The dot product of the arrays can be calculated by the function called linalg.multi_dot of the NumPy library, which is easier to compute and takes less computational time than its predecessor, `np.dot`

.

We are also going to see the comparison of `np.dot`

and `multi_dot`

in this post.

**What Is the Dot Product?**

The dot product is a mathematical operation between two arrays of the same length that returns a scalar value. It is calculated as the sum of the element-wise products of the two arrays. It is given as : `dot(a, b)[i,j,k,m] = sum(a [i,j,:] * b[k,:,m])`

**Everything You Need to Know About linalg.multi_dot**

This function of the NumPy library is convenient as it can compute the dot product of two or more arrays in a single function call.

By single function call, we mean that while computing the dot product of two or more arrays, there is no necessity to compute the dot product of arrays separately in different function calls and then combine the result into another function call. We can compute the dot product of as many arrays in just one call of the function.

The multi_dot can be thought of as :

def mulit_dot(arrays): return functools.reduce(np.dot, arrays)

**Syntax:**

`linalg.multi_dot(`

`arrays`

`, `

`*`

`, `

`out=None`

`)`

Arguments | Description | Default value | Required/Optional |

arrays | If the first argument is 1-D it is treated as a row vector. If the last argument is 1-D it is treated as a column vector The resultant array has the same number of rows as the first argument and the same number of columns as the second argument | sequence of array_like | Required |

out | Output argument. It is not usually specified in the syntax, but when it is specified, the output of the computation should be the same type and memory layout as specified in this field The purpose of this parameter is to reuse an existing NumPy array as the output argument, which can lead to performance improvements If the specified condition for the `out` the argument is not met, the function will raise an exception | ndarray | Optional |

`multi_dot`

**Returns: **This function returns the dot product of the given arrays as input. The output is a NumPy array.

**Dot Product of Two Simple Arrays**

Let us compute the dot product of two simple 2D matrices.

The code is given below.

```
import numpy as np
#creating two arrays
a=np.array([[1,2],[3,4]])
b=np.array([[5,6],[7,8]])
#computing the dot product
comp=np.linalg.multi_dot([a, b])
print(comp)
```

`import numpy as np`

**: **We are importing the NumPy library with an alias name- np.

In the third and fourth lines, two arrays are created using `np.array`

function and are stored in two different variables a and b.

The dot product of a and b is computed with the help of `np.linalg.multi_dot`

and is stored in a variable called comp in the sixth line.

In the next line, we are printing the result of the dot product.

The dot product of the a and b is shown below./

Let us check the time taken to execute.

```
#checking the execution time
%timeit np.linalg.multi_dot([a, b])
```

The `%timeit`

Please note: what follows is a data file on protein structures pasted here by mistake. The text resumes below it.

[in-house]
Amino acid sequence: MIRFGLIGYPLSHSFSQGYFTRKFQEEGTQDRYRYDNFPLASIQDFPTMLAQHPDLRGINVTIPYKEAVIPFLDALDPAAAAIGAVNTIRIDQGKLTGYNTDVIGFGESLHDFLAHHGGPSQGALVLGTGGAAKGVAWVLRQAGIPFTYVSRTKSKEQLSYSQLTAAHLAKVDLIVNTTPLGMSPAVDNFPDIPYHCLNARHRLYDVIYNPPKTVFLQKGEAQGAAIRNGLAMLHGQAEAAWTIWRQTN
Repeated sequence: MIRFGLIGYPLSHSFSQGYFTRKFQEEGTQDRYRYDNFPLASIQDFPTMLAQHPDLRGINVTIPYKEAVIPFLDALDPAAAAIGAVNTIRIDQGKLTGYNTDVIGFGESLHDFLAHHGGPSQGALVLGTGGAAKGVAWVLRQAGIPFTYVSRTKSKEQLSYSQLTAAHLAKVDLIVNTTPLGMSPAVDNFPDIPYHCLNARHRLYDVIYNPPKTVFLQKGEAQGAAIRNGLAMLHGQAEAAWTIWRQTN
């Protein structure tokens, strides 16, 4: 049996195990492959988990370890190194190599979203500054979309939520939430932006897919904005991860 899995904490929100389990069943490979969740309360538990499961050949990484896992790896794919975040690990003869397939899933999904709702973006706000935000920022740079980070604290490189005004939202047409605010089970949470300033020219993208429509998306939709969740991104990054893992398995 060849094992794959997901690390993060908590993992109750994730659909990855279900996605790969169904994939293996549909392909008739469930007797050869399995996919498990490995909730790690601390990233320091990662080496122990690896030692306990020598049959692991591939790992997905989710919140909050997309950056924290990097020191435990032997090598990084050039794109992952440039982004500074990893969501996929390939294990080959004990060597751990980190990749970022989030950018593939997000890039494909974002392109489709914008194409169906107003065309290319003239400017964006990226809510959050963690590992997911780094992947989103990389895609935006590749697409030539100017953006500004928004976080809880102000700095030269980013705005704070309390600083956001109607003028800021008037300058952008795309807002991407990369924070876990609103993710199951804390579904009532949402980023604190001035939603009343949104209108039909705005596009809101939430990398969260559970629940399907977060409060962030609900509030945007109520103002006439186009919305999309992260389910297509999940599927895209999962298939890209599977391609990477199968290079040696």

function is used to calculate the time taken to perform this operation.

Now that we have understood the basic functionality let us see a more complex example.

**Dot Product of Two Arrays When One of Them Has Infinity Values**

Let us first consider one array with a positive infinity value.

While we are dealing with the elimination of infinite values , here is an article that shows how to create infinity in python.

The code is given below.

```
import numpy as np
#creating arrays
a=np.array([[3,np.inf],[4,5]])
b=np.array([[5,6],[7,8]])
print("The first array is:\n",a)
print("-"*15)
print("The second array is :\n",b)
print("-"*15)
#converting the infintiy values to some number
a1=np.nan_to_num(a,posinf=12)
print("Modified array :\n",a1)
print("*"*15)
comp1=np.linalg.multi_dot([a1, b])
print("The dot product of two arrays is:\n",comp1)
```

`import numpy as np`

** : **We are importing the NumPy library with an alias name- np.

In the third line, we are creating a two-dimensional array that has one positive infinite value in it. The keyword `np.inf`

is used to create a positive infinity value. This array is stored in a variable called a.

In the fourth line, we are creating a two-dimensional array that is stored in a new variable called b.

In the next line, we are printing the first array to the screen.

`print("-"*15)`

is used as a separator. It prints 15 hyphens(-) on the screen.

In line 7, we are printing the second array to the screen.

`print("-"*15)`

is used as a separator. It prints 15 hyphens(-) on the screen.

We now have two arrays a and b. But we need to replace the positive infinity value with some number. It can be done using `np.nan_to_num`

method by passing the array we need to modify (a) and the number we wish to replace the infinity with(in this case, 12). `posinf`

is used to specify that the number we are giving is a positive number.

This modified array is stored in a1 and is passed as an argument to the `multi_dot`

function.

The result of the dot product is stored in comp1 and is printed in line 14.

And the output is:

Let us see if the dot product works with negative values.

The code is shown below.

```
import numpy as np
#creating arrays
a=np.array([[3,6],[4,5]])
b=np.array([[5,-np.inf],[7,8]])
print("The first array is:\n",a)
print("-"*15)
print("The second array is :\n",b)
print("-"*15)
#converting the infintiy values to some number
b1=np.nan_to_num(b,neginf=-13)
print("Modified array :\n",b1)
print("*"*15)
comp2=np.linalg.multi_dot([a, b1])
print("The dot product of two arrays is:\n",comp2)
```

`import numpy as np`